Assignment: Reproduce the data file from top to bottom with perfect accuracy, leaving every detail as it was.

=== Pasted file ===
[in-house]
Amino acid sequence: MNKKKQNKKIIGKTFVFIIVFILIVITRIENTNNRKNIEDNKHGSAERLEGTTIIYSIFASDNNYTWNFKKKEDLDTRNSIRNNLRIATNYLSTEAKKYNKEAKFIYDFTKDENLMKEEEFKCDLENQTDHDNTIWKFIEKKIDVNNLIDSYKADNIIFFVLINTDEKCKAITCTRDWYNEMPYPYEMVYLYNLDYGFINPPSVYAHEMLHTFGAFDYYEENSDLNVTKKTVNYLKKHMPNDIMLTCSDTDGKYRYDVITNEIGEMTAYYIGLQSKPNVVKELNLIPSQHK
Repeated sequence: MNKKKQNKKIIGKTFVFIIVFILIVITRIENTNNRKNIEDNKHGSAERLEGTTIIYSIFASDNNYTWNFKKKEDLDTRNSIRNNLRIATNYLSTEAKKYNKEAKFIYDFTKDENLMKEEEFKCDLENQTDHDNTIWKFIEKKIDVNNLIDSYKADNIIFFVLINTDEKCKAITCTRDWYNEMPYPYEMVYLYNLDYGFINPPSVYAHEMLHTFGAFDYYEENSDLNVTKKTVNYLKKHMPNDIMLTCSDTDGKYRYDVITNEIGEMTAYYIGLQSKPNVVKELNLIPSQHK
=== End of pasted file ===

[in-house]
Amino acid sequence: MNKKKQNKKIIGKTFVFIIVFILIVITRIENTNNRKNIEDNKHGSAERLEGTTIIYSIFASDNNYTWNFKKKEDLDTRNSIRNNLRIATNYLSTEAKKYNKEAKFIYDFTKDENLMKEEEFKCDLENQTDHDNTIWKFIEKKIDVNNLIDSYKADNIIFFVLINTDEKCKAITCTRDWYNEMPYPYEMVYLYNLDYGFINPPSVYAHEMLHTFGAFDYYEENSDLNVTKKTVNYLKKHMPNDIMLTCSDTDGKYRYDVITNEIGEMTAYYIGLQSKPNVVKELNLIPSQHK
Repeated sequence: MNKKKQNKKIIGKTFVFIIVFILIVITRIENTNNRKNIEDNKHGSAERLEGTTIIYSIFASDNNYTWNFKKKEDLDTRNSIRNNLRIATNYLSTEAKKYNKEAKFIYDFTKDENLMKEEEFKCDLENQTDHDNTIWKFIEKKIDVNNLIDSYKADNIIFFVLINTDEKCKAITCTRDWYNEMPYPYEMVYLYNLDYGFINPPSVYAHEMLHTFGAFDYYEENSDLNVTKKTVNYLKKHMPNDIMLTCSDTDGKYRYDVITNEIGEMTAYYIGLQSKPNVVKELNLIPSQHK